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More Ground Gained With Abandoned Mine Lands


A worker displays a handful of coal

A worker displays a handful of coal in Ohio. Photographer: Gary Gardiner/Bloomberg

© 2018 Bloomberg Finance LP

The 2019 Abandoned Mine Land Reclamation Awards were announced by the Office of Surface Mining Reclamation and Enforcement (OSMRE), for outstanding achievements and techniques in reclaiming lands previously mined. Five winning projects were chosen through votes from state and tribal reclamation officials along with OSMRE managers. OSMRE presents the awards on September 9 at the conference of the National Association of Abandoned Mine Land Programs in Pittsburgh.

OSMRE, a bureau of the Department of the Interior, recognizes annually the efforts of regulatory agencies and partner companies in reclamation projects at coal-mined lands that were abandoned under the Surface Mining Control and Reclamation Act of 1977, the first federal law to regulate the environmental effects of coal mining in America.

The 2019 National Award for the overall highest-rated reclamation goes to the Dessecker Mine Project. On their land situated in Tuscarawas County in eastern Ohio's Appalachian region in 1947, the twin-brother owners began strip mining for coal, and eventually, opened underground mines. But some 60 years later, prior to reclamation, OSMRE noted the site was jeopardized with acid mine drainage, open mine entrances, hazardous equipment and dilapidated mining structures. The site had became legendary, known by another moniker as Ohio’s Hidden Mine.

Ownership of the land changed hands in 2007, acquired by the Camp Tuscazoar Foundation, the adjacent land owner and camp operator.

By 2017, a reclamation plan was in place, and work began on the former coal mining portion of the land. As diligently reported by the local TimesReporter.com, the project sealed the mine entrances; eliminated an unsafe highwall that averaged 70 feet in height and spanned 1,750 feet; removed 500 tons of debris and 25 tons of tires; restored nearly 1,400 feet of stream channel; preserved historically significant mining assets; and recorded digital video for preservation. Also, in the spring of this year, more than 240 community volunteers planted 5,000 seedlings in one day, a remarkable reforestation effort that will control erosion of the massive earthwork performed during reclamation.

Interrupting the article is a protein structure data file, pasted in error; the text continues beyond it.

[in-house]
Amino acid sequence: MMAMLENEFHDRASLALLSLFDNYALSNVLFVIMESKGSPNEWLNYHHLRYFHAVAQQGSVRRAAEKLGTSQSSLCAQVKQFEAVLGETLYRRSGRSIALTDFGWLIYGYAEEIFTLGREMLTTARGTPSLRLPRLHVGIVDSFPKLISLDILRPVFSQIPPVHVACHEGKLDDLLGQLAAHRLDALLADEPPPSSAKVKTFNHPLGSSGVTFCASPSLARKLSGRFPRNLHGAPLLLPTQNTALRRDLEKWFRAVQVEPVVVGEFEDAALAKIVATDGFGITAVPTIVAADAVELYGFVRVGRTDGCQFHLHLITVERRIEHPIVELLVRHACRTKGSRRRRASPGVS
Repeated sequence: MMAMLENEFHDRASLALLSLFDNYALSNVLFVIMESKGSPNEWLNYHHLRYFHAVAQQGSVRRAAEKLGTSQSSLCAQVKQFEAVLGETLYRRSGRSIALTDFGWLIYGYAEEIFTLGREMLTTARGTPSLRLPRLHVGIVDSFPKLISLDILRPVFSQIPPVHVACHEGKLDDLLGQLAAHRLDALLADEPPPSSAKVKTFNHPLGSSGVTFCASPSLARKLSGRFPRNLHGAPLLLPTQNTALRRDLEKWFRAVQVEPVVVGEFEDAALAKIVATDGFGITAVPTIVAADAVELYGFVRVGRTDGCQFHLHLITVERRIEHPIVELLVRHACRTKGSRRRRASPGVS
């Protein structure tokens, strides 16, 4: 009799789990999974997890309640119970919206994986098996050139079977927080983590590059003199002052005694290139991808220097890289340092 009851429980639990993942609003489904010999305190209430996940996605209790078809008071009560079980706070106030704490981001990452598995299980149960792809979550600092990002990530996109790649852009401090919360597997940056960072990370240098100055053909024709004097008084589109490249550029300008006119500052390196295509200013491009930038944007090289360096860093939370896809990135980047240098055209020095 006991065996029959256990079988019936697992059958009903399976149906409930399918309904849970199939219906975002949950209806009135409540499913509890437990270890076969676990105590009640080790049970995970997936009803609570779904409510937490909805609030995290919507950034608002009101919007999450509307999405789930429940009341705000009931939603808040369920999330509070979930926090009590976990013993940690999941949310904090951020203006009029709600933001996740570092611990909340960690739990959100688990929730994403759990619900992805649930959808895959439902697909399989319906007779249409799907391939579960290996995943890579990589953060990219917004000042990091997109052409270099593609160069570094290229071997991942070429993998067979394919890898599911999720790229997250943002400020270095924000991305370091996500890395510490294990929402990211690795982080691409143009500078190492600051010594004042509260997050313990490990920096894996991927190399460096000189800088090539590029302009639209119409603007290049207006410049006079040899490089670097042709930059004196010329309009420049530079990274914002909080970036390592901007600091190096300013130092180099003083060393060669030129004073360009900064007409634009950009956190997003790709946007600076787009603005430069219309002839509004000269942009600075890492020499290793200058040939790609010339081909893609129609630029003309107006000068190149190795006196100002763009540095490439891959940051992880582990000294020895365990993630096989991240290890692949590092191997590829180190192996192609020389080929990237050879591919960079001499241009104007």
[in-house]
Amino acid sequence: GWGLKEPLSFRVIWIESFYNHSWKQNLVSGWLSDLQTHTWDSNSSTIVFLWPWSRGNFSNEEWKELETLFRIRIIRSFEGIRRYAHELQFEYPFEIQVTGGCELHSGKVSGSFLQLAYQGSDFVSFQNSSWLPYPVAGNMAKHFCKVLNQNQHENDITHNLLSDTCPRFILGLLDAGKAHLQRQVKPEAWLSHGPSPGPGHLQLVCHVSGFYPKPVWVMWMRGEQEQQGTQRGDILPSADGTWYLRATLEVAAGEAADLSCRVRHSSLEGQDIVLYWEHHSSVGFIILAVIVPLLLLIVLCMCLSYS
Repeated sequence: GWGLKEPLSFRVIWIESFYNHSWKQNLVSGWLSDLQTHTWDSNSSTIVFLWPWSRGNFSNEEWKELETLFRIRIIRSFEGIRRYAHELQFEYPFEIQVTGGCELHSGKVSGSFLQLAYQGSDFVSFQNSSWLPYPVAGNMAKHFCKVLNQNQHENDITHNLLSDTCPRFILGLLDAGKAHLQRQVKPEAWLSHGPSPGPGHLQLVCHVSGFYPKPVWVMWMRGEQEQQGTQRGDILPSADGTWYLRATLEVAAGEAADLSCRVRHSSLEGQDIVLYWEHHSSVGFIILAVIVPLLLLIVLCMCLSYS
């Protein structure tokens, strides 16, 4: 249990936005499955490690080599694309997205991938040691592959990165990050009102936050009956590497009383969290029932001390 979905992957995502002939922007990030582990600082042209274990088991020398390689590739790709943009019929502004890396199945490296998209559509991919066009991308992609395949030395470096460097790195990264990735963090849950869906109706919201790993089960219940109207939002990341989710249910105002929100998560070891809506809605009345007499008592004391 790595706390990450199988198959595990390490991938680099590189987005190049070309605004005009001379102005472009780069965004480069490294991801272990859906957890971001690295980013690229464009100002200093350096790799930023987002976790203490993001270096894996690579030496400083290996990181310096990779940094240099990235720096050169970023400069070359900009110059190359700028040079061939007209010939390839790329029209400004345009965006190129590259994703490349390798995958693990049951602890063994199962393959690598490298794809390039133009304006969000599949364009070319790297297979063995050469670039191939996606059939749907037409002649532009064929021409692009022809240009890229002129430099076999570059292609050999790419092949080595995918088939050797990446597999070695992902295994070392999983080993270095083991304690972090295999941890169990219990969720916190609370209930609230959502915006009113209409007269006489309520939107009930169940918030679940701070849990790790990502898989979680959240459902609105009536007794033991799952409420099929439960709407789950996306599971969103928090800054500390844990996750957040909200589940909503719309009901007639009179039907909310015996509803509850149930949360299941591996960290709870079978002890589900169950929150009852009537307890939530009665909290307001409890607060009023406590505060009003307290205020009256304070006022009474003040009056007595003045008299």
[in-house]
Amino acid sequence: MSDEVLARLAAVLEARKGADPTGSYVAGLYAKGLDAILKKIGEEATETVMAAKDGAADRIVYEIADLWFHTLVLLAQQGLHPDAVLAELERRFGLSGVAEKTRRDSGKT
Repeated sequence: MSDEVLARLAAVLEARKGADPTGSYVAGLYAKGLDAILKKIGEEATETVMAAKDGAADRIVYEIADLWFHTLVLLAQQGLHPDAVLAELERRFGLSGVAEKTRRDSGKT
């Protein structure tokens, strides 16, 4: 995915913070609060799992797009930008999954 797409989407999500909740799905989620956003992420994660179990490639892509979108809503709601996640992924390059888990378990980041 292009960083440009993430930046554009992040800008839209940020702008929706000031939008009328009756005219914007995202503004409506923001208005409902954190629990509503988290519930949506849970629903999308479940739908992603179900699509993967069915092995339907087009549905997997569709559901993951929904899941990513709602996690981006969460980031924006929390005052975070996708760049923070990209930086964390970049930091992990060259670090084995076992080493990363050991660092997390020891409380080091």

OSMRE's National Award will be presented to the Ohio Department of Natural Resources (ODNR) for the leadership and guidance of their Division of Mineral Resources Management’s Abandoned Mine Land Program. “Restoring this land clears the way for safe and fun recreation for generations to come,” said ODNR Director Mary Mertz in a released statement.

The four other winners of the 2019 OSMRE awards are:

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The 2019 Abandoned Mine Land Reclamation Awards were announced by the Office of Surface Mining Reclamation and Enforcement (OSMRE), for outstanding achievements and techniques in reclaiming lands previously mined. Five winning projects were chosen through votes from state and tribal reclamation officials along with OSMRE managers. OSMRE presents the awards on September 9 at the conference of the National Association of Abandoned Mine Land Programs in Pittsburgh.

OSMRE, a bureau of the Department of the Interior, recognizes annually the efforts of regulatory agencies and partner companies in reclamation projects at coal-mined lands that were abandoned under the Surface Mining Control and Reclamation Act of 1977, the first federal law to regulate the environmental effects of coal mining in America.

The 2019 National Award for the overall highest-rated reclamation goes to the Dessecker Mine Project. On their land situated in Tuscarawas County in eastern Ohio's Appalachian region in 1947, the twin-brother owners began strip mining for coal, and eventually, opened underground mines. But some 60 years later, prior to reclamation, OSMRE noted the site was jeopardized with acid mine drainage, open mine entrances, hazardous equipment and dilapidated mining structures. The site had became legendary, known by another moniker as Ohio’s Hidden Mine.

Ownership of the land changed hands in 2007, acquired by the Camp Tuscazoar Foundation, the adjacent land owner and camp operator.

By 2017, a reclamation plan was in place, and work began on the former coal mining portion of the land. As diligently reported by the local TimesReporter.com, the project sealed the mine entrances; eliminated an unsafe highwall that averaged 70 feet in height and spanned 1,750 feet; removed 500 tons of debris and 25 tons of tires; restored nearly 1,400 feet of stream channel; preserved historically significant mining assets; and recorded digital video for preservation. Also, in the spring of this year, more than 240 community volunteers planted 5,000 seedlings in one day, a remarkable reforestation effort that will control erosion of the massive earthwork performed during reclamation.

OSMRE's National Award will be presented to the Ohio Department of Natural Resources (ODNR) for the leadership and guidance of their Division of Mineral Resources Management’s Abandoned Mine Land Program. “Restoring this land clears the way for safe and fun recreation for generations to come,” said ODNR Director Mary Mertz in a released statement.

The four other winners of the 2019 OSMRE awards are:


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